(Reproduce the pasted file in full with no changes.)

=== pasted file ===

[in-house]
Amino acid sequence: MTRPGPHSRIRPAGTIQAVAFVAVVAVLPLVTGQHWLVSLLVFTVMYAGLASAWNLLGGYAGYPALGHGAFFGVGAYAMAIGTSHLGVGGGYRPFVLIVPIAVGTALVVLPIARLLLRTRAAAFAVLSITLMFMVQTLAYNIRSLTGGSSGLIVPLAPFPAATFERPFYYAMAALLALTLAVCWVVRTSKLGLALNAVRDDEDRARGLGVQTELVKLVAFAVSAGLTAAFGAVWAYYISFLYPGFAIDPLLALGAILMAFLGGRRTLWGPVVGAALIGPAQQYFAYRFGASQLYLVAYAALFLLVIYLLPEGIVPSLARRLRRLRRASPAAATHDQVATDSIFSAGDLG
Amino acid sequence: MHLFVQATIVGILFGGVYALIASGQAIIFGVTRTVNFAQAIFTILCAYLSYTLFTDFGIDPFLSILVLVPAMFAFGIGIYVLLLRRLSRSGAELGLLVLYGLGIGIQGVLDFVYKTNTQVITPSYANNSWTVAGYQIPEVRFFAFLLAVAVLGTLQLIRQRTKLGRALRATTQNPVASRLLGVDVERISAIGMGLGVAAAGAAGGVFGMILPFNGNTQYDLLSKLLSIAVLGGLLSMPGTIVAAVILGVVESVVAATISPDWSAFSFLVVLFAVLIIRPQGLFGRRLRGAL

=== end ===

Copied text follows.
[in-house]
Amino acid sequence: MTRPGPHSRIRPAGTIQAVAFVAVVAVLPLVTGQHWLVSLLVFTVMYAGLASAWNLLGGYAGYPALGHGAFFGVGAYAMAIGTSHLGVGGGYRPFVLIVPIAVGTALVVLPIARLLLRTRAAAFAVLSITLMFMVQTLAYNIRSLTGGSSGLIVPLAPFPAATFERPFYYAMAALLALTLAVCWVVRTSKLGLALNAVRDDEDRARGLGVQTELVKLVAFAVSAGLTAAFGAVWAYYISFLYPGFAIDPLLALGAILMAFLGGRRTLWGPVVGAALIGPAQQYFAYRFGASQLYLVAYAALFLLVIYLLPEGIVPSLARRLRRLRRASPAAATHDQVATDSIFSAGDLG
Amino acid sequence: MHLFVQATIVGILFGGVYALIASGQAIIFGVTRTVNFAQAIFTILCAYLSYTLFTDFGIDPFLSILVLVPAMFAFGIGIYVLLLRRLSRSGAELGLLVLYGLGIGIQGVLDFVYKTNTQVITPSYANNSWTVAGYQIPEVRFFAFLLAVAVLGTLQLIRQRTKLGRALRATTQNPVASRLLGVDVERISAIGMGLGVAAAGAAGGVFGMILPFNGNTQYDLLSKLLSIAVLGGLLSMPGTIVAAVILGVVESVVAATISPDWSAFSFLVVLFAVLIIRPQGLFGRRLRGAL